And dulling tastes of happy Citron fruit,
Than which, no helpe more present can be had,
If any time stepmothers worse than brute
have poyson'd pots, and mingled herbs of sute
With hurtfull charmes: this Citron fruit doth chase
Blacke venome from the body in every place.
~ Virgil 70 BC – 19 BC
Despite the quote from the storied author above, the history of Citrus limon is quite silent. The lemon itself is native to Asia, grown from a small, evergreen tree. Multiple cultures claim the lemon as their own, from Burma and China to northeast India. Botanists from the University of California have their own twist, believing that the lemon is actually a hybrid fruit, combining sour orange and citron, rather than standing alone as a historical species. (1)
So while we speak so frequently about the historical use of many essential oils, the history of lemon itself is shrouded in mystery and uncertainty. We have seen lemons in Ayurvedic medicine for as much as a century, and lemons appear again in Josephus' writings, describing a high priest's fruitful encounter with an angry crowd in 90 B.C. – who preceded to pelt him with lemons for his errant ways!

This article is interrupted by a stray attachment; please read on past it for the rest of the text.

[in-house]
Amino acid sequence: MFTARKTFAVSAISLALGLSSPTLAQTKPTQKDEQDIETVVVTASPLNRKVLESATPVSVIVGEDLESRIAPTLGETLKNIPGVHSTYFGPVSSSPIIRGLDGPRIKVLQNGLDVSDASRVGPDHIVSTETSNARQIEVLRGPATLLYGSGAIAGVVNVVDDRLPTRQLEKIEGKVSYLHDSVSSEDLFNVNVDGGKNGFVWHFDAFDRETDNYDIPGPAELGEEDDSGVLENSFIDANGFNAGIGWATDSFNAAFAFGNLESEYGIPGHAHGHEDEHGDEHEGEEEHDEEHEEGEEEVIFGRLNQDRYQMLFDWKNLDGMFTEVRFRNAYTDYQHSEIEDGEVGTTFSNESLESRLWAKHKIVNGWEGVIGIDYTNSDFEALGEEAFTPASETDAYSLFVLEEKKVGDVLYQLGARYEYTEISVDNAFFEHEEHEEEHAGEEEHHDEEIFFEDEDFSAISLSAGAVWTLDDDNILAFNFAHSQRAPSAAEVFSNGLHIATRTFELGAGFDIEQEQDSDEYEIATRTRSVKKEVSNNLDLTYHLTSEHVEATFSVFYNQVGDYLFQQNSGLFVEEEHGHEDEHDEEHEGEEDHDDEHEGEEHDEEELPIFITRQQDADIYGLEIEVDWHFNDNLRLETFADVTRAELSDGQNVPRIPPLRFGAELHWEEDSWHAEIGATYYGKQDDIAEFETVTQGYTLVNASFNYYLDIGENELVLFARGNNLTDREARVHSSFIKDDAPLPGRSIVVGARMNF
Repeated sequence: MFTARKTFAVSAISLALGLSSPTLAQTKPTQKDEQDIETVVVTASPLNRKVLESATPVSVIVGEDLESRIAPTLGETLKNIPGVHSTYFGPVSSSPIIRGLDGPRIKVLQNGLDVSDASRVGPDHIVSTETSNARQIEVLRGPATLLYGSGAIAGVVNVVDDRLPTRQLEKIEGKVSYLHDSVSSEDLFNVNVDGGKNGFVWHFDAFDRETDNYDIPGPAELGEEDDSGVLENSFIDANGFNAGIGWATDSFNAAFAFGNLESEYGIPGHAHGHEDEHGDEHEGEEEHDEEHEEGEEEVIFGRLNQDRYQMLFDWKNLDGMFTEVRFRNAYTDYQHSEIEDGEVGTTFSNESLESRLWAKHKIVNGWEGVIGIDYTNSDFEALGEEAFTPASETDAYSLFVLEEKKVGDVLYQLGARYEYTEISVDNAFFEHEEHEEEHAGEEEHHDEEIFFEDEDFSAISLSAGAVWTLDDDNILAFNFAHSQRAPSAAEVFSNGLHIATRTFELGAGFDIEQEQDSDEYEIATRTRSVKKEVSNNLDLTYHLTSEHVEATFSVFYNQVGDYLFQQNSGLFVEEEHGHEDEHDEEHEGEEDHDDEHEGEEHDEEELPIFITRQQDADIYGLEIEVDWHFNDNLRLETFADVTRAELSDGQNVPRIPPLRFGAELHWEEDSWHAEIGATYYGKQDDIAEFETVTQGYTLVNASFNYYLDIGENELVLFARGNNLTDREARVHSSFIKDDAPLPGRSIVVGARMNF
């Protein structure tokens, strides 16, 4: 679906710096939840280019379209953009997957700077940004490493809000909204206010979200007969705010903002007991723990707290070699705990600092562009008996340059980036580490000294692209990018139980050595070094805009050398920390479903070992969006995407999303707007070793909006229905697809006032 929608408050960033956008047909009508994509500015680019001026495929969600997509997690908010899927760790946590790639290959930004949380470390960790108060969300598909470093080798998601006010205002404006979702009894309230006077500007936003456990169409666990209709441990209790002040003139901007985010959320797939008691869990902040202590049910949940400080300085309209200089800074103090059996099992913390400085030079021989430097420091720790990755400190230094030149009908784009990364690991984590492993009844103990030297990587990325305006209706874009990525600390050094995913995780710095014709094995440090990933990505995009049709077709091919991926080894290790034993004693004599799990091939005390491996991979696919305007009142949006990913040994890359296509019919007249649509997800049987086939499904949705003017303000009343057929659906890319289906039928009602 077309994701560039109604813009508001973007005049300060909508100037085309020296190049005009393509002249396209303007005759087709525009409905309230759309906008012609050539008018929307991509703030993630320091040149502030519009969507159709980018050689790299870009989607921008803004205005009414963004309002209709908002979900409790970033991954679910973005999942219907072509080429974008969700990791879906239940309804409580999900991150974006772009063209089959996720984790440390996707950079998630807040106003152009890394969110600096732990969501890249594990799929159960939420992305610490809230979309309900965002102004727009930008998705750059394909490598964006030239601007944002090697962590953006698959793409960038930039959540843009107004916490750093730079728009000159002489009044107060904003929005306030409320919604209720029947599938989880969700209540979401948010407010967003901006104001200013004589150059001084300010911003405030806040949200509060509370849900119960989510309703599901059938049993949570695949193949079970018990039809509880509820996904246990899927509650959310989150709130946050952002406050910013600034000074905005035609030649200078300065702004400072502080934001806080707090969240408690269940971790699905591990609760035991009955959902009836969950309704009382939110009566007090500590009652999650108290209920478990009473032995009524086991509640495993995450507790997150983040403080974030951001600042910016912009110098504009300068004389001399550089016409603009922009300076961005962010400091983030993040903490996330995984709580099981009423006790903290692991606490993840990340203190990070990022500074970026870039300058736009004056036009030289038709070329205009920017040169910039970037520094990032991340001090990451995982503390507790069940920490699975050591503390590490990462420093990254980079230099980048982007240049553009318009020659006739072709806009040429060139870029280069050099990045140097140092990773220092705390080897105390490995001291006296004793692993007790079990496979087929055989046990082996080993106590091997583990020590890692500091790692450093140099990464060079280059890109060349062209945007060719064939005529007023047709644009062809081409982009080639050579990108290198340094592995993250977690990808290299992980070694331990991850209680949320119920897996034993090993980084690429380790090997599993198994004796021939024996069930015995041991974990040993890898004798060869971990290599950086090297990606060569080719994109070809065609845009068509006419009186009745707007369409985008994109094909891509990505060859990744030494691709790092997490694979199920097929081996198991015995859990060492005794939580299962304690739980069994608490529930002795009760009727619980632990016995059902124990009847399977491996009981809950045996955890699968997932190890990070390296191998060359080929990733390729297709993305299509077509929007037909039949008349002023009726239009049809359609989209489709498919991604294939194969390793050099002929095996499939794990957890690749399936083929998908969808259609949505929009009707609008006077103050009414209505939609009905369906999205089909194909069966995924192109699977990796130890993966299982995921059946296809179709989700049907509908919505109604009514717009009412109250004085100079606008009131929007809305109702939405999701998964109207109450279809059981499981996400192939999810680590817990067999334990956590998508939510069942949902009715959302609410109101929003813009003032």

The key to it's healing power, lemon rinds (where the essential oil is extracted from) are one of the richest sources of d-limonene, which is the most common cancer-fighting terpenes in nature. (source) Additionally, we know that d-limonene can help:
- Boost immunity (source, source)
- Reverse liver and pancreas damage (source)
- Kill pathogens and acts as a food preservative (source)
- Aid in weight loss (source)
- Decrease anxiety (source)
- Promote restful sleep (source)
Some of the richest sources of d-limonene are: (source, p 580)
- Sweet orange (83.9 – 95.9%)
- Grapefruit (84.8 – 95.4%)
- Clementine (94.8 – 95.0%)
- Bitter orange, peel (89.7 – 91.7%)
- Tangerine (87.4 – 91.7%
- Lemon, expressed (56.6 – 76.0%)
- Celery seed (68.0 – 75.0%)
- Mandarin (65.3 – 74.2%)
- Tangelo (73.2%)
- Lemon, distilled (64.0 – 70.5%)
- Dill seed (35.9-68.4%)
- Elemi (26.9 – 65.0%)